Our Methods for Fighting Disinformation

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Let's Get Specific

The Ideas
Upon close scrutiny, false narratives often unravel completely. To create a shared reality, we need to focus on specific ideas and evidence - together.
And, we need to consider these ideas, free of propaganda and rhetoric...

The Details laid out

The Map
The argument map document type was designed to help create a shared reality between people who disagree. By including the ideas and evidence from all sides of an issue in one place, everyone can truly understand "the other side" of an issue, even if they don't agree with it...

Conclusive Conversations

The Sources
We invite original sources from both sides of an issue to participate as first class citizens. That way, you can know that both sides of an issue are being represented in their most complete and persuasive form.
Examples of why this is game-changing:

Crowdsourcing the Truth

The Ratings
Large communities of specialists are the hardest groups to confuse or to corrupt, and they hold the key the kind of truth we need right now.
Examples of why this is game-changing:

Crowdfunding the Truth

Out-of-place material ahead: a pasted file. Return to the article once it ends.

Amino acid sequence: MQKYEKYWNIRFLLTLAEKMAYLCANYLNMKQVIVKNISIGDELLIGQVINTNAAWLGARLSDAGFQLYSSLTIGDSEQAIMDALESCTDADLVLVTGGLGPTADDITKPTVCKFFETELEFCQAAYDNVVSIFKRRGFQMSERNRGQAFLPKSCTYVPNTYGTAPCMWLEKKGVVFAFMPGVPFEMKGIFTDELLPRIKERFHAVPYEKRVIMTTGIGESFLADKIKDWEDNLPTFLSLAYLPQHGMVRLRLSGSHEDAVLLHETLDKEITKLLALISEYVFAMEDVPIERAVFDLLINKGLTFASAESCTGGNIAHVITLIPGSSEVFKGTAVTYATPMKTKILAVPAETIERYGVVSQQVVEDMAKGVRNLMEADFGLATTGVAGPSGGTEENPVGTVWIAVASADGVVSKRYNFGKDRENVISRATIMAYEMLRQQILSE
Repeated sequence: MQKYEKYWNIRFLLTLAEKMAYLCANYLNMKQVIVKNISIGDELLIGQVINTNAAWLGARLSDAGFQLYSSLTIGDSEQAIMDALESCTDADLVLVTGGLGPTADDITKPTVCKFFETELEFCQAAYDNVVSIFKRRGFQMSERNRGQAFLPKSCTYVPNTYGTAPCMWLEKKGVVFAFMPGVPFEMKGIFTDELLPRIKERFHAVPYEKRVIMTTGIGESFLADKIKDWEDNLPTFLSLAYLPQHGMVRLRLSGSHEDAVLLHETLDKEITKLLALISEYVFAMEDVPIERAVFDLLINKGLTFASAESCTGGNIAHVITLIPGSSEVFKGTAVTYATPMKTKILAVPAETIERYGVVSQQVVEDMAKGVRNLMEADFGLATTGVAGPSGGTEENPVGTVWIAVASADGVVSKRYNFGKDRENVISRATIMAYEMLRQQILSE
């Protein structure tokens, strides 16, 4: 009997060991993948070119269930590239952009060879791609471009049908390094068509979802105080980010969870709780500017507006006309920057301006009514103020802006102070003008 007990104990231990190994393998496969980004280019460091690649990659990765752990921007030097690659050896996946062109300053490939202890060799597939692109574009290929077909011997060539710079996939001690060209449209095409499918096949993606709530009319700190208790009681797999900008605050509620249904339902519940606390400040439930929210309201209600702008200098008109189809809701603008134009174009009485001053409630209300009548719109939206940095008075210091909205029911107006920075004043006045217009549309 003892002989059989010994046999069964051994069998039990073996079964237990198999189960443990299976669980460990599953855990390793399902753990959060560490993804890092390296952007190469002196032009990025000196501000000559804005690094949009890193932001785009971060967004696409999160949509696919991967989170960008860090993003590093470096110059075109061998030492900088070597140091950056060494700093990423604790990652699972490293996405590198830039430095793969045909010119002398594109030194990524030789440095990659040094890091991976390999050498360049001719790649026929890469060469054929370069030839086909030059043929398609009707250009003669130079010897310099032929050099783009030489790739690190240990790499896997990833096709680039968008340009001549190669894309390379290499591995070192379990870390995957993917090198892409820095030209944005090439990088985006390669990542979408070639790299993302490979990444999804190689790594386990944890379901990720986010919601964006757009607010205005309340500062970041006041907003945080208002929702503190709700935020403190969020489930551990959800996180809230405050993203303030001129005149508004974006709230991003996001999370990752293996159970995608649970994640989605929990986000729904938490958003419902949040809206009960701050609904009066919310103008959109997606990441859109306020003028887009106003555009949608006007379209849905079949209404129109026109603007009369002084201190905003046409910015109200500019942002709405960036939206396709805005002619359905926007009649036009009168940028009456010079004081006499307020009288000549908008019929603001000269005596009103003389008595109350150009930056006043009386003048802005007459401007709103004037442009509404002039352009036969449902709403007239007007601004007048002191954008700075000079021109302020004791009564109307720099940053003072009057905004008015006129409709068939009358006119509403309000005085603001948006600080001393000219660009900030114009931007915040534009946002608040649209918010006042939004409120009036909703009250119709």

The Campaigns
Our current information ecosystem hasn't allowed the public to ask pointed questions and get answers.
Changing that will make all the difference...

Inserted Truth

The Distribution
Finally, we insert the information we gather into the web pages where disinformation lives.
Disinformation agents and their false narratives will no longer be able to run or hide...

The Kind of Truth We Need Right Now

It's critical that we all upgrade our understanding of what the word "fact" means. In the same way that whether you "own" something or not depends on whether the courts will give it back to you if someone takes it from you, the label "fact" points to the intelligence of the crowd and what is considered certainly true by the consensus of the most-expert community among us on the topic.
Take, for example, the "fact" that once upon a time, Newtonian physics was believed to be the be-all-end-all of how the physical world behaved. It was called a fact - it was labeled a fact. When new information was brought into the community, they made a transformation about their consensus. It's that consensus which determines what is a fact and what isn't.
This understanding of what a fact is, and what truth is, is needed in order to see the kind of evidence which we need right now as a society to bring us together. We need to understand the bell-curve of consensus in the most informed community among us on a topic, where there are competing narratives to resolve.

That's what Shared Reality Solutions is here to do.

​To see more on this topic, you can read an article I wrote on Medium.com.